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NHS must do more to help traumatised children

The NHS risks adding to children’s mental health problems instead of helping them, charity YoungMinds has warned.

In a new report, YoungMinds says that the NHS, as well as schools, social services and the police, is not equipped to deal with children who are at risk of mental health problems following traumatic experiences such as abuse, violence, bereavement, bullying and relocation.

For example, children who display behaviours such as being aggressive, self-destructive, withdrawn or highly sexualised are often punished instead of helped.

Sarah Brennan, chief executive of YoungMinds, said: “The last thing vulnerable children need is to be re-traumatised by services that should be helping them.

“Across the board, services need to focus less on ‘correcting’ behaviour, and more on identifying and addressing the underlying causes of childhood trauma. There are social and financial gains for the young person – but also the whole of society by doing this. Not doing anything makes no sense at all.”

The charity said the Department of Health and the Department for Education should urgently establish a national expert group to develop new models of care and practice for dealing with traumatised children.

In addition, it said NHS England and CCGs should review local transformation plans and STPs in order to assess their fitness for meeting the needs of children who have faced adversity.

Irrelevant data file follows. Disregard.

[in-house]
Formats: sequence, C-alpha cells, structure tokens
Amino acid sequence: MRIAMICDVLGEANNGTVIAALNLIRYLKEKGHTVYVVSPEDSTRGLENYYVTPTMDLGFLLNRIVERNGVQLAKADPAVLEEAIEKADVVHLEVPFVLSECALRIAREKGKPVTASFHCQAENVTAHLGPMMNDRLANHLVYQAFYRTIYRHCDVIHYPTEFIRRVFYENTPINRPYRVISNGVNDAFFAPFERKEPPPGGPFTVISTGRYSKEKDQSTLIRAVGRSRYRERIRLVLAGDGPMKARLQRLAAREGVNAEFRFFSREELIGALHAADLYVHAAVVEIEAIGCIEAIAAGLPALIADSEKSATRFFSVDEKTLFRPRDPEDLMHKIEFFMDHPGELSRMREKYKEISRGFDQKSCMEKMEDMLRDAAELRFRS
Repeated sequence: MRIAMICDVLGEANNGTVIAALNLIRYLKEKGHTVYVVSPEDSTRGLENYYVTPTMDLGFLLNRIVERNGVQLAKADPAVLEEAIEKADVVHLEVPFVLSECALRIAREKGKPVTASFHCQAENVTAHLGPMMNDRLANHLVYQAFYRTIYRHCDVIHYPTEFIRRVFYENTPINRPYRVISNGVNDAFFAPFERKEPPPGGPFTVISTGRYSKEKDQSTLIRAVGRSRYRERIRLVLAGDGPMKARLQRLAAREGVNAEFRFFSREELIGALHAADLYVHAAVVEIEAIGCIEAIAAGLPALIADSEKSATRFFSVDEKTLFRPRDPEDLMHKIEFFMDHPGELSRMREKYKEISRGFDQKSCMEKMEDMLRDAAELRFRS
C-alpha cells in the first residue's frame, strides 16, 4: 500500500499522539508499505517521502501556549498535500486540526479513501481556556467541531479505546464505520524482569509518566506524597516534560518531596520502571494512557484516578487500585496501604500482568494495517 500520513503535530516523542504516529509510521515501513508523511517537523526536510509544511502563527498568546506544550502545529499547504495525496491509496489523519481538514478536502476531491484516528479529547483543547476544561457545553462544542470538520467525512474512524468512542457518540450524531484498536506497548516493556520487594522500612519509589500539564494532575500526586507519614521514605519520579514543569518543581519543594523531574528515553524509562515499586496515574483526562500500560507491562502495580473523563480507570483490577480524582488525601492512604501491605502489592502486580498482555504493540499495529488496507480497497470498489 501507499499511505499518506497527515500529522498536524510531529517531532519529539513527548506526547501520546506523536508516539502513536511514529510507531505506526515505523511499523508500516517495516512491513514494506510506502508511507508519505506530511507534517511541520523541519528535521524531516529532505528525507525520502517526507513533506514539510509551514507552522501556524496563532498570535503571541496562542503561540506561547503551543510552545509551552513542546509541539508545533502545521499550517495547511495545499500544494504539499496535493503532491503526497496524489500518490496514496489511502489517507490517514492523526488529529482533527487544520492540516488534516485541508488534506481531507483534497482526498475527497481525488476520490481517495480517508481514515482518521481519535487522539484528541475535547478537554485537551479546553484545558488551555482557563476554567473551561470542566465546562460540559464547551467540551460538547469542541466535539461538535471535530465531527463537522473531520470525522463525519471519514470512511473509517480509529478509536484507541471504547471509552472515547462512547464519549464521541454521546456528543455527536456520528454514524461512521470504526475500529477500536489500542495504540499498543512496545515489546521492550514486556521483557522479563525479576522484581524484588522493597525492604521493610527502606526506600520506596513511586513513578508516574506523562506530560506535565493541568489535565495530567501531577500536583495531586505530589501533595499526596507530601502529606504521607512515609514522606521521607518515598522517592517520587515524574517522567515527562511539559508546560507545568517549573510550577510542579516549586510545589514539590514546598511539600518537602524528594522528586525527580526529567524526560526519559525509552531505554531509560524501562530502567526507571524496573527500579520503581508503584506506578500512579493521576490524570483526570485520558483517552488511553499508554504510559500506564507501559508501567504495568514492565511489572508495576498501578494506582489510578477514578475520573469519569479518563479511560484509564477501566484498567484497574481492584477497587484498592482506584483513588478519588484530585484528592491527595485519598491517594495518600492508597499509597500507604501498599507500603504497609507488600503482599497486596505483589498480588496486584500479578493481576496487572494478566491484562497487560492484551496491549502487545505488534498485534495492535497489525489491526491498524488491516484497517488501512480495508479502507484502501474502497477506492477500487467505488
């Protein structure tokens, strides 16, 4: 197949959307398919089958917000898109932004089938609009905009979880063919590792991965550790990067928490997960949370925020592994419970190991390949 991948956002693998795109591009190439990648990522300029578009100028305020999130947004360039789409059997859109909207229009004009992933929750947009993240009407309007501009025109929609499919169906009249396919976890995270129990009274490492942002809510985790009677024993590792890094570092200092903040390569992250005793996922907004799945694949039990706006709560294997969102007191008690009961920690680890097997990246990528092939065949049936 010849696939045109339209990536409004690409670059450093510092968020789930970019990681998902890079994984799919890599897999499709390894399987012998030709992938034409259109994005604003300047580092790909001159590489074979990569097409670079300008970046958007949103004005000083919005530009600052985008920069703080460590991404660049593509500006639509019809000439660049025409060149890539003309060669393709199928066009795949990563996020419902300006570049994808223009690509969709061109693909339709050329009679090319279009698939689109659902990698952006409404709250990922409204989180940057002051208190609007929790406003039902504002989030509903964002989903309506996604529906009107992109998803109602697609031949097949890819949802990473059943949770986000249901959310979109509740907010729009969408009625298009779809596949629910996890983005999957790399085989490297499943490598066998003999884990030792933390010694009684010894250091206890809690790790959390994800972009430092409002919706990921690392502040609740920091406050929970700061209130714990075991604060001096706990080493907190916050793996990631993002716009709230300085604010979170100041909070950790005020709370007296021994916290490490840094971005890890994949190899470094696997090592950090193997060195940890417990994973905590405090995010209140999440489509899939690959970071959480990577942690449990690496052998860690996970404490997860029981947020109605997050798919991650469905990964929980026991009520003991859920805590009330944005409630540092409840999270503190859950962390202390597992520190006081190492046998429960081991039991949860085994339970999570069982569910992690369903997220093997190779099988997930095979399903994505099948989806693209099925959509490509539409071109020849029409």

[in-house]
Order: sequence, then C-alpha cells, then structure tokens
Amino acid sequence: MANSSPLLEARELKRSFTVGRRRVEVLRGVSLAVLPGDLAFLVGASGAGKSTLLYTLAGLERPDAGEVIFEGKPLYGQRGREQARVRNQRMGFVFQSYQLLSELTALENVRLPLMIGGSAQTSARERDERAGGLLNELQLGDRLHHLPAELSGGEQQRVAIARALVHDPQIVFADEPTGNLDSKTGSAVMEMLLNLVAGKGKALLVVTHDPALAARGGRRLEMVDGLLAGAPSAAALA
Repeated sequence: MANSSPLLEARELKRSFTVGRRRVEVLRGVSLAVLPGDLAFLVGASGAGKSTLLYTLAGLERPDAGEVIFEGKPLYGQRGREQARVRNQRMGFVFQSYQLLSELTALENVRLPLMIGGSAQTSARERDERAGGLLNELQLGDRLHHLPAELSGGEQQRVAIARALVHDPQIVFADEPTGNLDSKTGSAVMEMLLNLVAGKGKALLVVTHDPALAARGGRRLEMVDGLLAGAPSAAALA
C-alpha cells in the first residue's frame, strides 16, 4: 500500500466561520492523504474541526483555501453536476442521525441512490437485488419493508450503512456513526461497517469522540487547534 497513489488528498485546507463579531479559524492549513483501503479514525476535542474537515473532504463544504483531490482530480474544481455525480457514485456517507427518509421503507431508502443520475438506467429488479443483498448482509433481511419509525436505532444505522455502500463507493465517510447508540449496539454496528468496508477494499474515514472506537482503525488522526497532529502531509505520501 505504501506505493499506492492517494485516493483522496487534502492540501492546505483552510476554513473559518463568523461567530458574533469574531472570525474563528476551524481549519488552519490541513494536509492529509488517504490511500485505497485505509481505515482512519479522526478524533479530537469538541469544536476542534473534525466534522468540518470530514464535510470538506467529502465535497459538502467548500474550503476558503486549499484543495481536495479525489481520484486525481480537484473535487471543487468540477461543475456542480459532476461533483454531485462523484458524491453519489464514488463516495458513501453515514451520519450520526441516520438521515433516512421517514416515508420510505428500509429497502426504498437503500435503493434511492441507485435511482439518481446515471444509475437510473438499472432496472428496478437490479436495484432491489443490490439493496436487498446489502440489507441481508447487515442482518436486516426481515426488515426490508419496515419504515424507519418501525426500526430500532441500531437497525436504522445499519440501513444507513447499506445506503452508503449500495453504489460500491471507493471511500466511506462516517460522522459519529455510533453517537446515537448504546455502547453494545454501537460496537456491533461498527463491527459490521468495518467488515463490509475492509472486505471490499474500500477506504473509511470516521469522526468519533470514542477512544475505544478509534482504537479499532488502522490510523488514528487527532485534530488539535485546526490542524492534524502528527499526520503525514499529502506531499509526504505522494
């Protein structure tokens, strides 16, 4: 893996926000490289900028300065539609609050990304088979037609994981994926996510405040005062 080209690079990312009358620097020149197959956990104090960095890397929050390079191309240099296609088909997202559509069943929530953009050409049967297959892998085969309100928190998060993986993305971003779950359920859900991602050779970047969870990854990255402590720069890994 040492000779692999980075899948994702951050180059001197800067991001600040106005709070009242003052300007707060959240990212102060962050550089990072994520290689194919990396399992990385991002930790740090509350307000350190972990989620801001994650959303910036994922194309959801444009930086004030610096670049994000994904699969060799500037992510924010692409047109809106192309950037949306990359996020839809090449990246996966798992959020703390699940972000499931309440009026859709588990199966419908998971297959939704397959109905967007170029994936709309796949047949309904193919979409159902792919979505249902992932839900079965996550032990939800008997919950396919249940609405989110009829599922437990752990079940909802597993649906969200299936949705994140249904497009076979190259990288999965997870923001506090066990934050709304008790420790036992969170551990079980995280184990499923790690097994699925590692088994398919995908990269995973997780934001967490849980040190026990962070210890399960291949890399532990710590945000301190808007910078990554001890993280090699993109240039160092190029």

It said the government should commit to a national focus on tackling child adversity and sharing best practice in 2018-19.

Around one in 10 children and young people have a diagnosable mental health condition, and one in four show some signs of mental ill health according to the government’s criteria.

Despite this, recent research from the Centre for Mental Health shows that it takes an average of 10 years for children to receive mental health treatment, and findings from the Children’s Commissioner revealed that 28% of young people referred to child and adolescent mental health services were turned away.

YoungMinds said that children who’ve had traumatic experiences should be fast-tracked to access mental health services even if they don’t meet the usual criteria.

The CQC said last week that NHS staff must do more to identify children suffering from issues such as parental ill health, sexual exploitation and female genital mutilation.

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